On a sunny Saturday in March, Miguel Arellano took part in MESA Day on the Chico campus. As a volunteer event leader, he was coaching students from six local middle and senior high schools in engineering, math, and science competitions. While there was serious science at work, there was also serious fun—including dropping eggs from tall buildings, racing miniature cars built from mousetraps, and launching projectiles from trebuchet devices.
The event was part of the MESA (Mathematics, Engineering, Science Achievement) Schools Program (MSP), a statewide initiative that assists educationally disadvantaged students in achieving academically and preparing for competitive entry into college. Arellano, a 2006 CSU, Chico computer engineering graduate and an information-technology specialist for Chevron, received invaluable support from programs like the university-level MESA Engineering Program (MEP) when he was going to school.
“I come from a migrant farm-working family,” says Arellano. “I knew firsthand how hard farmwork was, and I didn’t want to live that life. My dad has worked in different farms his entire life. My mother has the equivalent of a high school education. They always wanted their children to get educations and find jobs that made use of our intelligence and skills.”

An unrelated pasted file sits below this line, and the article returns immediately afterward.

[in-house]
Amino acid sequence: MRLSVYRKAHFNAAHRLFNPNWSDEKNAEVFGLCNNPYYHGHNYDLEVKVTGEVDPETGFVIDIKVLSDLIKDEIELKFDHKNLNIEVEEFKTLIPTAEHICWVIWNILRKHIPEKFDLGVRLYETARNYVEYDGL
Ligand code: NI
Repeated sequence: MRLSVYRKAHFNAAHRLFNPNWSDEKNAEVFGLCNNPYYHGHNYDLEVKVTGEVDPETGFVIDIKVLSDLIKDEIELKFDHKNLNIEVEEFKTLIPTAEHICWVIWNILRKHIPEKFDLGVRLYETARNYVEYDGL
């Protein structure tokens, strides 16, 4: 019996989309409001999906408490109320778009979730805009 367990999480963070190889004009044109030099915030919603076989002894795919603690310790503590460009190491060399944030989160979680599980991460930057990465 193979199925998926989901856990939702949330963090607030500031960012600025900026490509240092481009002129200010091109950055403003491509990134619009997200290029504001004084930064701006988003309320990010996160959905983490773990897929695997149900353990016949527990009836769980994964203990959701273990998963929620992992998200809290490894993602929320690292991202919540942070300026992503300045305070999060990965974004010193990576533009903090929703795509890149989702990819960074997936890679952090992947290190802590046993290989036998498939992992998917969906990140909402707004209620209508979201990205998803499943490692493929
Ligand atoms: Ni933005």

In 2001, Arellano moved from Yuba City to Chico. “I was very interested in technology, and I knew that CSU, Chico had a very strong engineering program,” he says.
At CSU, Chico, Arellano belonged to several organizations, including the MESA Engineering Program, the Educational Opportunity Program (EOP), Latinos in Technical Careers (LTC), and Alliance for Minority Participation (AMP). “MESA, LTC, and AMP were like a home away from home to me,” says Arellano. “MESA provided me with a positive atmosphere to study, personal tutors, lab access, academic advice, personal advice, financial support, and many other opportunities. With the support of MESA, I was able to complete my technical degree.”
And now Arellano is giving back, driving regularly from his home in Fairfield to support MESA Schools Program students. “I know how useful and important it is to have role models who have attained what you are working for,” he says. “By helping students, I get an opportunity to show them that goals are attainable.”
Arellano has worked at Chevron since 2006. In March 2008, he accepted a position at Chevron’s San Ramon office with the company’s Application Server Design team.